However, "Maryland is more restrictive than other jurisdictions in allowing a plaintiff to pierce a corporation's veil." Residential Warranty Corp. v. Bancroft Homes Greenspring Valley, Inc., 126 Md.App. 294, 728 A.2d 783, 790-91 (Md.Ct. Spec.App.1999). Under Maryland law, the only exception to limited liability is in cases where the corporate form has been used by a shareholder to perpetrate fraud. See, e.g., id. at 789 ("Despite the proclamation that a court may pierce the corporate veil to enforce a paramount equity, arguments that have urged a piercing of the veil `for reasons other than fraud' have failed in Maryland courts."). Thus, the Court declines to utilize the federal integrated-employer concept for the interpretation of Maryland statutes.
Instead, the Court will apply the test that Maryland courts have used for determining the meaning of "employer" under the MWPCL. The statute itself provides little guidance: an "[e]mployer" is defined as "any person who employs an individual in the State or a successor of the person." MWPCL § 3-501(b). Maryland courts have recently interpreted section 3-501(b) in light of common-law principles of employment, holding that "`[t]he decisive test in determining the existence of an employer-employee relationship is the right of the employer to control and direct the employee in the performance of the work and in the manner in which the work is to be done.'" Mohiuddin v. Doctors Billing & Mgmt. Solutions, Inc., 196 Md.App. 439, 9 A.3d 859, 863-64 (Md.Ct.Spec.App.2010) (quoting Auto. Trade Ass'n v. Harold Folk Enters., 301 Md. 642, 484 A.2d 612, 621 (1984)).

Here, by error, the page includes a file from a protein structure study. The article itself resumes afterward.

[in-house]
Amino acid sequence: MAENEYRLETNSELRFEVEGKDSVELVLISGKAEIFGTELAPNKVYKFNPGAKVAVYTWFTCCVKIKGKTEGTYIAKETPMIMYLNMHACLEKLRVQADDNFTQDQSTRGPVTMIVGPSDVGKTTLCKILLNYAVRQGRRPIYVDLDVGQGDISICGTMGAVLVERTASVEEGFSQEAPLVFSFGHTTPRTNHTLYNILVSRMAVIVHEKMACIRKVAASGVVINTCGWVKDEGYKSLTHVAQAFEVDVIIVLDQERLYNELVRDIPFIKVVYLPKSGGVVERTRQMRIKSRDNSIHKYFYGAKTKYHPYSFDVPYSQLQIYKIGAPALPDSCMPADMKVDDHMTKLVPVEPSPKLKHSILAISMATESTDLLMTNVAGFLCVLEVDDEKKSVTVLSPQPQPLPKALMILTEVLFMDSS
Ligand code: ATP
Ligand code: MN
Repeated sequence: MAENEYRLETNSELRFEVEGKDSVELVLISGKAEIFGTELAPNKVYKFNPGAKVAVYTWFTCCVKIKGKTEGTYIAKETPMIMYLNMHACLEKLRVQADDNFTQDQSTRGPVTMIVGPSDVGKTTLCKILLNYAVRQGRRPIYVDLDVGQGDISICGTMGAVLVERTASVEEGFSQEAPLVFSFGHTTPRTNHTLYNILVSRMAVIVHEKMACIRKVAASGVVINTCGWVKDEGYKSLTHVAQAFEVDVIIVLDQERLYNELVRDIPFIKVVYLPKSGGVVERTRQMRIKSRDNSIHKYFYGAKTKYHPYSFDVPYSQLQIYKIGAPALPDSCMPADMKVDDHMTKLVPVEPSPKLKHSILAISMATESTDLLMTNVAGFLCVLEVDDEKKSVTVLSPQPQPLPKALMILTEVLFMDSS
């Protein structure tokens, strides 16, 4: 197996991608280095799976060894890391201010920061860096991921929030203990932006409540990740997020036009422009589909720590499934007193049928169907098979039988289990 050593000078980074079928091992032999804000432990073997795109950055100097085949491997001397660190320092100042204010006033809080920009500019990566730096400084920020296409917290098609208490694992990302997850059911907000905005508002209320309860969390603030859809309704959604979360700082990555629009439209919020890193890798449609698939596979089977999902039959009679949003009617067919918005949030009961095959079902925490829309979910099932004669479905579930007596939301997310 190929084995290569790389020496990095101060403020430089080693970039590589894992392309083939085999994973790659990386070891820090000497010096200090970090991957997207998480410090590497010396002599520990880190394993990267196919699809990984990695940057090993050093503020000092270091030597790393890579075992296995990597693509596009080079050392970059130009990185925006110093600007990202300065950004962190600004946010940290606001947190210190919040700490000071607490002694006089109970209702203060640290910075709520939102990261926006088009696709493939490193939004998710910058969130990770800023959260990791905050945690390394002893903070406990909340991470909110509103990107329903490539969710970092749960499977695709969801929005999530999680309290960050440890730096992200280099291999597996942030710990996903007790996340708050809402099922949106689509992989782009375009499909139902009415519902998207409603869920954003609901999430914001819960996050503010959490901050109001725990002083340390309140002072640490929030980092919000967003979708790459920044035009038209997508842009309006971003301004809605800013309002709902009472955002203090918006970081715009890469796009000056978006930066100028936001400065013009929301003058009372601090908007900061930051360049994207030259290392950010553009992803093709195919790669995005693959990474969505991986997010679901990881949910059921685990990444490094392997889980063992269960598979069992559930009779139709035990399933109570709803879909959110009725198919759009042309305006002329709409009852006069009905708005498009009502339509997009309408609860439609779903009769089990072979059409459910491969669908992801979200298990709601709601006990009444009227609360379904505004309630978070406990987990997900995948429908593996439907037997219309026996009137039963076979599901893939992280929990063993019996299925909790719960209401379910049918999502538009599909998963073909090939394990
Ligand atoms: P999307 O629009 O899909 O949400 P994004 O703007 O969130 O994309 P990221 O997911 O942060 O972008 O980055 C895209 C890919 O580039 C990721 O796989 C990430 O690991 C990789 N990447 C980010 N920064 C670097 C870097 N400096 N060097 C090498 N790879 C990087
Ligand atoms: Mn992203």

Mohiuddin did not elaborate more specifically on how courts ought to apply this test. Nevertheless, the central case Mohiuddin relies upon, Automobile Trade Association, provides five factors that tend to show that an entity is an employer: "`(1) the power to select and hire the employee, (2) the payment of wages, (3) the power to discharge, (4) the power to control the employee's conduct, and (5) whether the work is part of the regular business of the employer.'" 484 A.2d at 620 (quoting Mackall v. Zayre Corp., 293 Md. 221, 443 A.2d 98, 103 (1982)).